Using rare first-hand accounts from Me 262 pilots, Robert Forsyth examines what it was like to fly the world's most advanced interceptor in the deadly skies over Germany in 1944–45.
Right from its operational debut in the summer of 1944, the Me 262 outclassed anything the Allies had in terms of speed and firepower ratio, offering a formidable punch with four 30 mm Mk 108 nose-mounted cannon, and a Jumo 004 jet engine.
The problem the Luftwaffe faced, however, was one of numbers. Towards the end of the war, availability of machines and trained pilots was scarce, and it is only thanks to the exploits of a handful of veteran Jagdwaffe aces such as Adolf Galland, Walter Krupinski and Johannes Steinhoff, that the aircraft made a significant impact on the air war and was the source of considerable concern to the Allies.
Filled with specially commissioned artwork including action-packed ribbon diagrams, battlescenes, armament views and maps, Robert Forsyth offers the definitive technical and historical guide to the state-of-the-art Me 262, using rare photographs and pilots' first-hand accounts.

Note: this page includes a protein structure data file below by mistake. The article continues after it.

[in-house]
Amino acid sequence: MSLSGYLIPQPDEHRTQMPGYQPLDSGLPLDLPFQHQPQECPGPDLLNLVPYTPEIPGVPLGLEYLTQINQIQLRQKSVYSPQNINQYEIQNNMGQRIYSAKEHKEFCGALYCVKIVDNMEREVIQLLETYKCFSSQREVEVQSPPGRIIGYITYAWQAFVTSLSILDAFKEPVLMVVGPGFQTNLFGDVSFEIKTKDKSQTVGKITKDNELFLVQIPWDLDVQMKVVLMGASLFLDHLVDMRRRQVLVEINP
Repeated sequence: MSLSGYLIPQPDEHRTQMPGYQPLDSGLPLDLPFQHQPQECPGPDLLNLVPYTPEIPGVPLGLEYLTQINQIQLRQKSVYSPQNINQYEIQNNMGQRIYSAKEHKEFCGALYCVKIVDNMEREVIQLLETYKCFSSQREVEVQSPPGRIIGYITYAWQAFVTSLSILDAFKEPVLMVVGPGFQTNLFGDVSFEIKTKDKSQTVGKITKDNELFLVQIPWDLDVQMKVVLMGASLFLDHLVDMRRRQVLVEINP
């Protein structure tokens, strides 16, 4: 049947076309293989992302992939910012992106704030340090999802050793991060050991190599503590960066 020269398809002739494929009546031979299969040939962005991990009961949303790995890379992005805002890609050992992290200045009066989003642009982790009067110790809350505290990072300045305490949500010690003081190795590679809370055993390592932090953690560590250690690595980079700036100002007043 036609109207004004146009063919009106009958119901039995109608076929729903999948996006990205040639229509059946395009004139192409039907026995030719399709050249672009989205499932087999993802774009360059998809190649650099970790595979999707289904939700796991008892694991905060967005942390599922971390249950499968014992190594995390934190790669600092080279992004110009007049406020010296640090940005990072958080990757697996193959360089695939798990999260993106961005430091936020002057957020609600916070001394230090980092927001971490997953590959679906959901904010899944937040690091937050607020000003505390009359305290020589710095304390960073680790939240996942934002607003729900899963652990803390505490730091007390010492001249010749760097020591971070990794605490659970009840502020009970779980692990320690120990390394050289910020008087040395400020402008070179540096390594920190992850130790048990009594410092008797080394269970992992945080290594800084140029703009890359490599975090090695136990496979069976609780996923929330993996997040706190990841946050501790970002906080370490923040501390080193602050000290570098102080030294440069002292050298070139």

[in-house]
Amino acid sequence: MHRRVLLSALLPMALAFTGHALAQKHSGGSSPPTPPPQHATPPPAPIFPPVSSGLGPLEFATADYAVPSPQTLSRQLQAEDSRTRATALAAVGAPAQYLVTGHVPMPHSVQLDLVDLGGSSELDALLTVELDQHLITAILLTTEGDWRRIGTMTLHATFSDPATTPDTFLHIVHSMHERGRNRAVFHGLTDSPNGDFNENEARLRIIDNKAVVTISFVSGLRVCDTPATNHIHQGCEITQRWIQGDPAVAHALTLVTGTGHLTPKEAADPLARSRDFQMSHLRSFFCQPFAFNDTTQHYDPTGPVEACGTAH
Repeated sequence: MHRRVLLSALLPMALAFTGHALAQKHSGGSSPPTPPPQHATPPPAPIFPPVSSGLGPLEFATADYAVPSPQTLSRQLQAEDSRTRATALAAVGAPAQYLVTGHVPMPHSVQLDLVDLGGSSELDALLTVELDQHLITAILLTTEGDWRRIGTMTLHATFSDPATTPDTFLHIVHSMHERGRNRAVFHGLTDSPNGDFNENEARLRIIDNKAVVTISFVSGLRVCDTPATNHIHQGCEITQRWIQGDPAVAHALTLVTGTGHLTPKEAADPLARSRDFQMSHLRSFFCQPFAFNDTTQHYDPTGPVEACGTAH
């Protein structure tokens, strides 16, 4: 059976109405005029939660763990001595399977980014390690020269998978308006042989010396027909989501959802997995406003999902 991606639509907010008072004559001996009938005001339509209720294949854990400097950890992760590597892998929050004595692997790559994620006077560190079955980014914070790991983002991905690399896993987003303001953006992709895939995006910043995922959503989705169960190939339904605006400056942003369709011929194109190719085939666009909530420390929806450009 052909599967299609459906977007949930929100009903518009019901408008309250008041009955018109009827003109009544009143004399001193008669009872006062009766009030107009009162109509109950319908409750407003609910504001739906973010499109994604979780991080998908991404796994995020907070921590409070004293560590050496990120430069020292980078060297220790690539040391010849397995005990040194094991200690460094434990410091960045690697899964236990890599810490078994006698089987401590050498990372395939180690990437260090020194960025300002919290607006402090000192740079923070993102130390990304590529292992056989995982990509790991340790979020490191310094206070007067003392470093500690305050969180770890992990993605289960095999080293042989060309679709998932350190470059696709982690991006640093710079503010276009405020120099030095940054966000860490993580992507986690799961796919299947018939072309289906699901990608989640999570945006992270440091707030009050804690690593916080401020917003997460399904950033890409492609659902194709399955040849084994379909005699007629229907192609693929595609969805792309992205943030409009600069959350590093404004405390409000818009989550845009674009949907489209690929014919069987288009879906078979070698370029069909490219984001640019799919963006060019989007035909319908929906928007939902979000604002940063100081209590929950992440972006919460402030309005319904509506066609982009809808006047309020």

Read an extract of Me 262
Table of Contents
(Subject to Confirmation) Chapter 1 In Battle An all-action account from the cockpit of an Me 262 assigned to Jagdgeschwader 7.
Chapter 2 Setting the Scene Design, development and production of the Me 262.
Chapter 3 Path to Combat Charting the training and careers of two Luftwaffe pilots who flew the Me 262 in combat.
Chapter 4 Weapon of war A brief technical appraisal of the Me 262.
Chapter 5 Art of War This chapter analyses the evolution of the three-aircraft Kette formation used by JV 44 and variations used by JG 7, as well as differences in attack tactics.
Chapter 6 Combat This chapter contains first-hand narratives from Me 262 pilots (both aces and lesser known Jagdflieger).
Appendices Listing of Me 262 aces and performance data
19 Jan 2023
Colour artwork plates and maps; black & white and colour photographs and illustrations.